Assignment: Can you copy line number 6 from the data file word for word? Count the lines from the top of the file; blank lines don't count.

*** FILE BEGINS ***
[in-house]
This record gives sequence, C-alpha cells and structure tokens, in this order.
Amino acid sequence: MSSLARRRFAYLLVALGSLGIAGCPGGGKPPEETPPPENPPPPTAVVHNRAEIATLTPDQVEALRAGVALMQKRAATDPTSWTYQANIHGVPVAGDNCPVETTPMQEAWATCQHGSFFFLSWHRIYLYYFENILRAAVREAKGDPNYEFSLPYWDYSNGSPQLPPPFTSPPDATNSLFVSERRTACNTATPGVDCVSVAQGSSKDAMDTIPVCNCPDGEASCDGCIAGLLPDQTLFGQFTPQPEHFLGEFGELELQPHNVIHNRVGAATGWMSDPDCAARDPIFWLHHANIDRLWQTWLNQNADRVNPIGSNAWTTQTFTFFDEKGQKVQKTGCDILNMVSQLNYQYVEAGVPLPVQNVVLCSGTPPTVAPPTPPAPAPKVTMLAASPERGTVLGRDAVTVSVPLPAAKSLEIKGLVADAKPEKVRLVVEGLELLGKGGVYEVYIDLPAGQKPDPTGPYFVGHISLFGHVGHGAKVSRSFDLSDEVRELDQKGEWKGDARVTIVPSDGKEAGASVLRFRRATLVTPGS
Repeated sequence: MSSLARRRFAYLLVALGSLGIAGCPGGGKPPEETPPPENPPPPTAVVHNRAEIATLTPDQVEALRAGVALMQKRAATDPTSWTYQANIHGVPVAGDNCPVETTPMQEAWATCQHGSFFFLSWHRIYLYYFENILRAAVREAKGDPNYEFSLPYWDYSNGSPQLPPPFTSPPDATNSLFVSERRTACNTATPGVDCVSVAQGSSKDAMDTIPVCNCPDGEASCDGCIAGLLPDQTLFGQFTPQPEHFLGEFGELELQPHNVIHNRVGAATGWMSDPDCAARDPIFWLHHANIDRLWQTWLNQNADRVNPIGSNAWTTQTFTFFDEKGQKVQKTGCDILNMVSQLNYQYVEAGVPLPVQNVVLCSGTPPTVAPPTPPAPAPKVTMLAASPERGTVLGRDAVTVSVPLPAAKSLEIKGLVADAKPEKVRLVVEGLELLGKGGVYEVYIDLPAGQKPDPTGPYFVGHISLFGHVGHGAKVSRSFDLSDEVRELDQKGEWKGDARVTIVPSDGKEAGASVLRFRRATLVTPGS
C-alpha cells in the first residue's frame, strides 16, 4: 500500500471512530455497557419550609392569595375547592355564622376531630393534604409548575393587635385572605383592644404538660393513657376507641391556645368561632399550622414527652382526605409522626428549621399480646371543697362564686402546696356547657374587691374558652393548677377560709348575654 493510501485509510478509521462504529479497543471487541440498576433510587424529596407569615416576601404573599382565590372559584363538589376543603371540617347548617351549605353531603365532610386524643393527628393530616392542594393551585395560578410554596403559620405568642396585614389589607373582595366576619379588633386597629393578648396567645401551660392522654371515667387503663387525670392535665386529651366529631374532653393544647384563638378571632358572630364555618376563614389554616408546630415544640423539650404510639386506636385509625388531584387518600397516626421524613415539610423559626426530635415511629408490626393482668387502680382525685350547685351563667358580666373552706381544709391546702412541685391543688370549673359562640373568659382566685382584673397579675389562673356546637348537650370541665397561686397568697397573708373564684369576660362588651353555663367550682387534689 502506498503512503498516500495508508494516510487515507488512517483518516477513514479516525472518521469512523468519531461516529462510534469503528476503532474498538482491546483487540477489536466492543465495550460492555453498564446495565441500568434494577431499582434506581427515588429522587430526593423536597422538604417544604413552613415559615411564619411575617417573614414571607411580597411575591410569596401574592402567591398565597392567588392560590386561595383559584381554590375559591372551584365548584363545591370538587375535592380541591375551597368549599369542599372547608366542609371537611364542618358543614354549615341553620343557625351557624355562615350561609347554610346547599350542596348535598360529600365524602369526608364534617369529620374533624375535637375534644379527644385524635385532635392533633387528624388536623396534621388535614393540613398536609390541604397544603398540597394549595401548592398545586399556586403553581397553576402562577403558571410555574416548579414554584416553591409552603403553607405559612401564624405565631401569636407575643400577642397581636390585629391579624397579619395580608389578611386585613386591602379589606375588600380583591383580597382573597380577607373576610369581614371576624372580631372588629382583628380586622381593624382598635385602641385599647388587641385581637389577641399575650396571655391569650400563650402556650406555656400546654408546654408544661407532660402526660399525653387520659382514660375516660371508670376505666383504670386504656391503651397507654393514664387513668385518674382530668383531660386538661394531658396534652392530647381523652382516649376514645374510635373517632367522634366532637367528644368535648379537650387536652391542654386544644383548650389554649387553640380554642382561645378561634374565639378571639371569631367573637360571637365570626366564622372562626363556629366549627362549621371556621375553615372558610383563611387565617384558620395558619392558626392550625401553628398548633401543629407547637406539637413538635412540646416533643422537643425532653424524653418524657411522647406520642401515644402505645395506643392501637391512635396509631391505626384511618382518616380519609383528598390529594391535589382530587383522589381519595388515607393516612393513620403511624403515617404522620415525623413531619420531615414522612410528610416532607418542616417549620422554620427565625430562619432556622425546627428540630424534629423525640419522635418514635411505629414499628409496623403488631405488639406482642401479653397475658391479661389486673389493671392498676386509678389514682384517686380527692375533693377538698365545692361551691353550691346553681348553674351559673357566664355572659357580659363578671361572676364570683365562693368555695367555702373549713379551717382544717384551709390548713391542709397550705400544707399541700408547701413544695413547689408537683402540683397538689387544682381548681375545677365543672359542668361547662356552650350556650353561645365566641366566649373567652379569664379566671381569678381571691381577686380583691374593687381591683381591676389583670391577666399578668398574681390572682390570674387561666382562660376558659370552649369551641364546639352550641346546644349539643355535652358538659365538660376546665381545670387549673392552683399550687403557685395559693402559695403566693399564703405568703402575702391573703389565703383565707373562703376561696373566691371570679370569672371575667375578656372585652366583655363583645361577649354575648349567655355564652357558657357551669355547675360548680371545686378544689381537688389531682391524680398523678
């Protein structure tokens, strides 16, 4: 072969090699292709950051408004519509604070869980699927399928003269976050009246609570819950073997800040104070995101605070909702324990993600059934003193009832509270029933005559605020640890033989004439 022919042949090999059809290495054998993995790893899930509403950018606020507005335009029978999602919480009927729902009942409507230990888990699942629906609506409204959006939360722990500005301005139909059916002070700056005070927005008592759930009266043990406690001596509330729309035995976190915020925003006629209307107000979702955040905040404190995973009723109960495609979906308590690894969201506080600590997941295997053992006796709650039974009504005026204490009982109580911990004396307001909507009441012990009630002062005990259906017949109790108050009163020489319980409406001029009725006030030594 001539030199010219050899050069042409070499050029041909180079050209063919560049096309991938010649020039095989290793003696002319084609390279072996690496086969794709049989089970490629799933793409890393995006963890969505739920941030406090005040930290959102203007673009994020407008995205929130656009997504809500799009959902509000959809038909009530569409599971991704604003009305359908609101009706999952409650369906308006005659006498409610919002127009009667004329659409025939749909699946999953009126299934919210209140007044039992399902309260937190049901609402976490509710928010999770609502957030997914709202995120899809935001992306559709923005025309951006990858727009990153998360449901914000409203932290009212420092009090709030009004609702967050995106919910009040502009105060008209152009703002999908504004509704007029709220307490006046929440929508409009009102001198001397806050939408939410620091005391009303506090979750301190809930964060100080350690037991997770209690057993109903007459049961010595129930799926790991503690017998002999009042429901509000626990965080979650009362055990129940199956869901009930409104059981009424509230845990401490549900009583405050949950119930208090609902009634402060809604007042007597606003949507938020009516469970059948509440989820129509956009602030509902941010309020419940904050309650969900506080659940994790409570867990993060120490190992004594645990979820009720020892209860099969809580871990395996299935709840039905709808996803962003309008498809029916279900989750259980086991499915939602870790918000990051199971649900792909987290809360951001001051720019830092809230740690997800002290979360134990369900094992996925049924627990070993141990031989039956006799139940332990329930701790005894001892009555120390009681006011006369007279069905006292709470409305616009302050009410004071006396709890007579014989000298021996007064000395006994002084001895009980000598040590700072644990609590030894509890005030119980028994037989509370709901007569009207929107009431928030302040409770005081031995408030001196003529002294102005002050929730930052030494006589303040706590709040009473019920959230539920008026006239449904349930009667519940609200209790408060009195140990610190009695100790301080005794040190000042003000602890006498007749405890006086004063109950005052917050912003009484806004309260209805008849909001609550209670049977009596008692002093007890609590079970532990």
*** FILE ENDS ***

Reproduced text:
């Protein structure tokens, strides 16, 4: 072969090699292709950051408004519509604070869980699927399928003269976050009246609570819950073997800040104070995101605070909702324990993600059934003193009832509270029933005559605020640890033989004439 022919042949090999059809290495054998993995790893899930509403950018606020507005335009029978999602919480009927729902009942409507230990888990699942629906609506409204959006939360722990500005301005139909059916002070700056005070927005008592759930009266043990406690001596509330729309035995976190915020925003006629209307107000979702955040905040404190995973009723109960495609979906308590690894969201506080600590997941295997053992006796709650039974009504005026204490009982109580911990004396307001909507009441012990009630002062005990259906017949109790108050009163020489319980409406001029009725006030030594 001539030199010219050899050069042409070499050029041909180079050209063919560049096309991938010649020039095989290793003696002319084609390279072996690496086969794709049989089970490629799933793409890393995006963890969505739920941030406090005040930290959102203007673009994020407008995205929130656009997504809500799009959902509000959809038909009530569409599971991704604003009305359908609101009706999952409650369906308006005659006498409610919002127009009667004329659409025939749909699946999953009126299934919210209140007044039992399902309260937190049901609402976490509710928010999770609502957030997914709202995120899809935001992306559709923005025309951006990858727009990153998360449901914000409203932290009212420092009090709030009004609702967050995106919910009040502009105060008209152009703002999908504004509704007029709220307490006046929440929508409009009102001198001397806050939408939410620091005391009303506090979750301190809930964060100080350690037991997770209690057993109903007459049961010595129930799926790991503690017998002999009042429901509000626990965080979650009362055990129940199956869901009930409104059981009424509230845990401490549900009583405050949950119930208090609902009634402060809604007042007597606003949507938020009516469970059948509440989820129509956009602030509902941010309020419940904050309650969900506080659940994790409570867990993060120490190992004594645990979820009720020892209860099969809580871990395996299935709840039905709808996803962003309008498809029916279900989750259980086991499915939602870790918000990051199971649900792909987290809360951001001051720019830092809230740690997800002290979360134990369900094992996925049924627990070993141990031989039956006799139940332990329930701790005894001892009555120390009681006011006369007279069905006292709470409305616009302050009410004071006396709890007579014989000298021996007064000395006994002084001895009980000598040590700072644990609590030894509890005030119980028994037989509370709901007569009207929107009431928030302040409770005081031995408030001196003529002294102005002050929730930052030494006589303040706590709040009473019920959230539920008026006239449904349930009667519940609200209790408060009195140990610190009695100790301080005794040190000042003000602890006498007749405890006086004063109950005052917050912003009484806004309260209805008849909001609550209670049977009596008692002093007890609590079970532990």